Oh contraire! This couldn’t be further from the truth. Do me a solid, and go ask your Grandparents, or your parents about how they met. Go ask them about their parents or their great grand parents. The stories that they will tell you about where you came from will not only blow your mind, but they will give you such a great appreaction for your heritage and your own very blood line.
When we read about the hardships, tragedies, and triumphs of our ancestors, it makes us realize how relatively easy we have it, and how fortunate we are. And it gives us a real sense of debt and gratitude.
#4 Why do the Genealogy agony?
Because it gives YOU a lever to pry simple questions about you out of your own parents. What do you and your parents have in common here? We now know that, if the family history is to be saved at all, this late, with the old folks passing on, the time is now or never, and we want to save what we can while we can.
If, years from now, someone in the next generation wants to REALLY dig into the family stuff, at least we must give him or her a good, solid, scaffolding from which to begin, preferably with lots of interesting family stories too.
# 3 where do I even start?
This can be the most difficult question, but with amazing resources such as BillionGraves it makes starting very easy. How easy is it you ask?? You can install the genealogy camera app on your iPhone, android or GPS-enabled phone to record grave marker locations worldwide! You can Transcribe & Search grave images for free on the Billiongraves.com website! That’s just as easy as posting a picture of your food from Café Rio you took the other day with the hashtag #soyummy!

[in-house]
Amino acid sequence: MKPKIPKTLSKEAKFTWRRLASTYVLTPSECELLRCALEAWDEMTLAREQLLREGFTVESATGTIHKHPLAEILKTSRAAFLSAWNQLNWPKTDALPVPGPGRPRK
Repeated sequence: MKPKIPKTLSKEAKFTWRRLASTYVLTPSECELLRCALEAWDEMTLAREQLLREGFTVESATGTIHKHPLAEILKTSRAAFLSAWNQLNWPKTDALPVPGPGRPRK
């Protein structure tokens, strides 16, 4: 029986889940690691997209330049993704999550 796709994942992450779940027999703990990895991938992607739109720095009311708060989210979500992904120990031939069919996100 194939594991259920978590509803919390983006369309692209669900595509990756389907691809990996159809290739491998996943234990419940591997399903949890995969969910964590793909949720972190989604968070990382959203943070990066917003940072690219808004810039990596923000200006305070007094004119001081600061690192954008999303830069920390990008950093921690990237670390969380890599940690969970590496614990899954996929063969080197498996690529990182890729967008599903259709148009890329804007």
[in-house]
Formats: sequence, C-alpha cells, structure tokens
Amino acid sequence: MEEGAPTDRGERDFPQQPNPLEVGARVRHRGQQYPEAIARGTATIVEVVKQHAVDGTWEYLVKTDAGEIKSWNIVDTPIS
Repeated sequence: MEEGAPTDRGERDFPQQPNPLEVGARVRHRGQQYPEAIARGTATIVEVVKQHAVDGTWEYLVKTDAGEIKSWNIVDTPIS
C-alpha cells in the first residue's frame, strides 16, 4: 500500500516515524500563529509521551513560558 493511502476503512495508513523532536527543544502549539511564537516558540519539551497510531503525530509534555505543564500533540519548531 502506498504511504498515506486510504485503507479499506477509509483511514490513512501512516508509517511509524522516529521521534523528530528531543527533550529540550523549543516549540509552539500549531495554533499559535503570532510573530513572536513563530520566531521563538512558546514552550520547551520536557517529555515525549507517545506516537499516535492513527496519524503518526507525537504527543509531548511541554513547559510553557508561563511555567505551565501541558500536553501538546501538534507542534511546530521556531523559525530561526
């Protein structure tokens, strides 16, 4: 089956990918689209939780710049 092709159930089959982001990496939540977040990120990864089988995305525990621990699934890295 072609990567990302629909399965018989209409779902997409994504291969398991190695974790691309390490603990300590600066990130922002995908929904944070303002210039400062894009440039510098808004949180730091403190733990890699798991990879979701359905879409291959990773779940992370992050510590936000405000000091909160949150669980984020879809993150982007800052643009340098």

What started out as a “simple” project has now become all consuming. One of the nicest things to happen from this research is how you can spend hours and hours talking to your parents about your “finds” as opposed to talking about their health. The bottom line is I now enjoy playing detective and sharing my finds with any and all relatives who care to have the information.
#2 I would rather text and take pictures on Instagram!
Ok all you “hipster” kids. Do me a favor, take out your phone and search for the #hashtag #graves on Instagram and or Facebook or Twitter. You will be amazed at all of the amazing photos and rich history of the Millions and Millions of gravestones that are being uploaded on a daily and hourly basis.
Just to give you an idea of how cool and fun this work is, Genealogy websites are receiving millions and millions of hits every single day!
#1 I don’t want to learn about my family!
Now, in my humble opinion, this is just plain dumb. After everything is said and done in this life, all we have is our family and maybe a few close friends.
How people went from one side of our country to the other with the slow moving vehicles–how they existed–what their trials, loves, and happiness’s were, etc.
So all my “Hipster” friends- it’s very simple and easy to get started. Pick up your iPhone and go to www.billiongraves.com and get started today!
What where are some challenges and questions you may have had when you first got started doing this work? Please leave your comments below! Let’s start a great conversation!
If you have any questions about starting your own project or feedback, contact them at email@example.com.
About the Author: Patrick Williams
Patrick Williams is an SEO Specialist and avid Blogger. When not slaving over google search results and building links to the god’s of the internet, Patrick is a single dad to an adorable little boy. He also coaches high school soccer, and is an avid sports fan. He also has many leather bound books, that smell of rich mahogany. He is also fluent in the Cambodian language.Read More